There’s been a lot of discussion recently over whether to create a new system of digital vaccine “passports.” But that conversation is just a small part of a much larger movement aimed at creating a digital identity system, including a push by companies, motor vehicle departments, and some state legislatures to digitize the identity card that most Americans carry: the driver’s license.

At first blush, the idea of a driver’s license we can keep on our phone might sound good. Digital is often touted as the “future” and many people cast such a transition as inevitable. But digital is not always better — especially when systems are exclusively digital. There’s a reason that most jurisdictions have spurned electronic voting in favor of paper ballots, for example. And the transition from a plastic ID to a digital one is not straightforward: Along with opportunities, there are numerous problems that such a switch could create — especially if they’re not designed perfectly.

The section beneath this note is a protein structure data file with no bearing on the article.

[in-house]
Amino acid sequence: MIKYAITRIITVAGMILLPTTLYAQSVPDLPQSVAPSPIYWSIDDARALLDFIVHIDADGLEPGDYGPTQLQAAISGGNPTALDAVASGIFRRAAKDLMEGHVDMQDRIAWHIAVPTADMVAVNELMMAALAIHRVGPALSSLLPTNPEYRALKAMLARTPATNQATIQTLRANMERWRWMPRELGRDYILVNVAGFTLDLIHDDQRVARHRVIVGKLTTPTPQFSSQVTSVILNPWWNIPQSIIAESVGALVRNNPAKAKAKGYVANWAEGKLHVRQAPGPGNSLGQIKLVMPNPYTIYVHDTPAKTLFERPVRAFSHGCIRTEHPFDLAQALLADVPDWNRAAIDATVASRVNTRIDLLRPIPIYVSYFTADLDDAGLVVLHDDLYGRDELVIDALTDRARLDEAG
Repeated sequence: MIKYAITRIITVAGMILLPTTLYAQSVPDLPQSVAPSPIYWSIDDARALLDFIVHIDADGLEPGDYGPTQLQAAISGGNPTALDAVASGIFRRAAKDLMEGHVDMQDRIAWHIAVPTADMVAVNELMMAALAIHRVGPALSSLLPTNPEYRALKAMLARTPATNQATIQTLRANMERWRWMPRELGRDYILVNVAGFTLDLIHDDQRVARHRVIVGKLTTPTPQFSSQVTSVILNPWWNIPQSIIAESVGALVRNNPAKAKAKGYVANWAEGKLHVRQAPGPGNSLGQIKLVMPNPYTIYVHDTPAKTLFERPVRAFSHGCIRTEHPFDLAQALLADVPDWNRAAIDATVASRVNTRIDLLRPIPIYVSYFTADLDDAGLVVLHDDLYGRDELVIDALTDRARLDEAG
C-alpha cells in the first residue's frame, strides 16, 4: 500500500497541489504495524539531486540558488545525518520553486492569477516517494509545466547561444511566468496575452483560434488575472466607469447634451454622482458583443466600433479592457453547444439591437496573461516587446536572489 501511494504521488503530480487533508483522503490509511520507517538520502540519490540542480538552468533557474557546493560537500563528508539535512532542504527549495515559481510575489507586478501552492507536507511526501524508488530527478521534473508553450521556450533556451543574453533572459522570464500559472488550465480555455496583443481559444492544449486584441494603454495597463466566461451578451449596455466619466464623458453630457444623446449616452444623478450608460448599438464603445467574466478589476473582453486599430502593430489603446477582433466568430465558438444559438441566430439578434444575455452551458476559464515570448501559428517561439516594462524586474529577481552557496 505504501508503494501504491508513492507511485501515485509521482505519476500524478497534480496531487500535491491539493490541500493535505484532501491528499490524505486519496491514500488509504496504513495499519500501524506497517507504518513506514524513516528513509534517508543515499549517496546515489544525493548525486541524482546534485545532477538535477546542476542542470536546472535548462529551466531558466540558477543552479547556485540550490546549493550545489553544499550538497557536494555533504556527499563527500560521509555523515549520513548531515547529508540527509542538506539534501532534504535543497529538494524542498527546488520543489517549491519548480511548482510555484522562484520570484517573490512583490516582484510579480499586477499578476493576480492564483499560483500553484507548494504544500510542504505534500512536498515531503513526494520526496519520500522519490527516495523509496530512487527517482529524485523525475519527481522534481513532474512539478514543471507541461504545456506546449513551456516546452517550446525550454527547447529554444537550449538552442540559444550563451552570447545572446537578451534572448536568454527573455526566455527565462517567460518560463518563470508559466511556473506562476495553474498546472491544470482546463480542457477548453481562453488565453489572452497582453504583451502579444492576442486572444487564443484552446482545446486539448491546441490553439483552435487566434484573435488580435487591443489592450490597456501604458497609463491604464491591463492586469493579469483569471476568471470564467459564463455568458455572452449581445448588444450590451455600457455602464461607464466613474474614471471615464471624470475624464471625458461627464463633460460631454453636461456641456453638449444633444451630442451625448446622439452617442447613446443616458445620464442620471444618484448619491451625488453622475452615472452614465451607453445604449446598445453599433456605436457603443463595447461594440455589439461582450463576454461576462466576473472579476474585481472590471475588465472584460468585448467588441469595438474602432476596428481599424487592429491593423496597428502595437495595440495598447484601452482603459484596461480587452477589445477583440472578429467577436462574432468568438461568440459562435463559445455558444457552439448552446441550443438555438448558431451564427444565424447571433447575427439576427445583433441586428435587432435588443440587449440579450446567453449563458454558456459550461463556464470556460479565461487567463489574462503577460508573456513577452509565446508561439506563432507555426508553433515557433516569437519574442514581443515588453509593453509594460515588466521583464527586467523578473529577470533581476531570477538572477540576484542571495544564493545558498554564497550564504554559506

Today we’re releasing a report looking at digital driver’s licenses and their implications for our civil liberties. While not categorically opposing the concept of a digital identity system, we outline the many pitfalls that such a system creates if not done right, and some ominous long-term implications that we need to guard against. We call on state legislatures to slow down before rushing to authorize digital licenses, ask hard questions about such a system, and, if and when they decide to go ahead, to insist upon strong technological and policy measures to protect against the problems they are likely to create.


Give me liberty or give me death.

Created on Sep 17, 2020
By @gurlic